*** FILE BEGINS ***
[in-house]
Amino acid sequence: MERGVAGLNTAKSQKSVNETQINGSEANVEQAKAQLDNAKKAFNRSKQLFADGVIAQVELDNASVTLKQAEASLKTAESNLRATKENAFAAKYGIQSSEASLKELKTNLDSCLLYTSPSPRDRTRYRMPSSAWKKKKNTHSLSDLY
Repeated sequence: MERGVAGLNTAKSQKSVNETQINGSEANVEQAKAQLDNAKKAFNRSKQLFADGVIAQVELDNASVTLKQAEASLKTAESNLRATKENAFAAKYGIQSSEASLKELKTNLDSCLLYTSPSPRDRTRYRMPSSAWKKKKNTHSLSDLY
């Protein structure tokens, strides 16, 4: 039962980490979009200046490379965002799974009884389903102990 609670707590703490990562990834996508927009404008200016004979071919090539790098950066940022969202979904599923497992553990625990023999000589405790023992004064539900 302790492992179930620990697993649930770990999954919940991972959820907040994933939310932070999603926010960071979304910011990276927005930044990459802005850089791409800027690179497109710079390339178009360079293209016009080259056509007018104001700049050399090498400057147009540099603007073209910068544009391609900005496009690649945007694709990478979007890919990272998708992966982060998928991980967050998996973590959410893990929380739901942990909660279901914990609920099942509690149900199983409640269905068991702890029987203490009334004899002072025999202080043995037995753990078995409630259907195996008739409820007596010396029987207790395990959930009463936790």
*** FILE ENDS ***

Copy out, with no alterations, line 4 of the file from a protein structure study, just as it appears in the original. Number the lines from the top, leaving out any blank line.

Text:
């Protein structure tokens, strides 16, 4: 039962980490979009200046490379965002799974009884389903102990 609670707590703490990562990834996508927009404008200016004979071919090539790098950066940022969202979904599923497992553990625990023999000589405790023992004064539900 302790492992179930620990697993649930770990999954919940991972959820907040994933939310932070999603926010960071979304910011990276927005930044990459802005850089791409800027690179497109710079390339178009360079293209016009080259056509007018104001700049050399090498400057147009540099603007073209910068544009391609900005496009690649945007694709990478979007890919990272998708992966982060998928991980967050998996973590959410893990929380739901942990909660279901914990609920099942509690149900199983409640269905068991702890029987203490009334004899002072025999202080043995037995753990078995409630259907195996008739409820007596010396029987207790395990959930009463936790």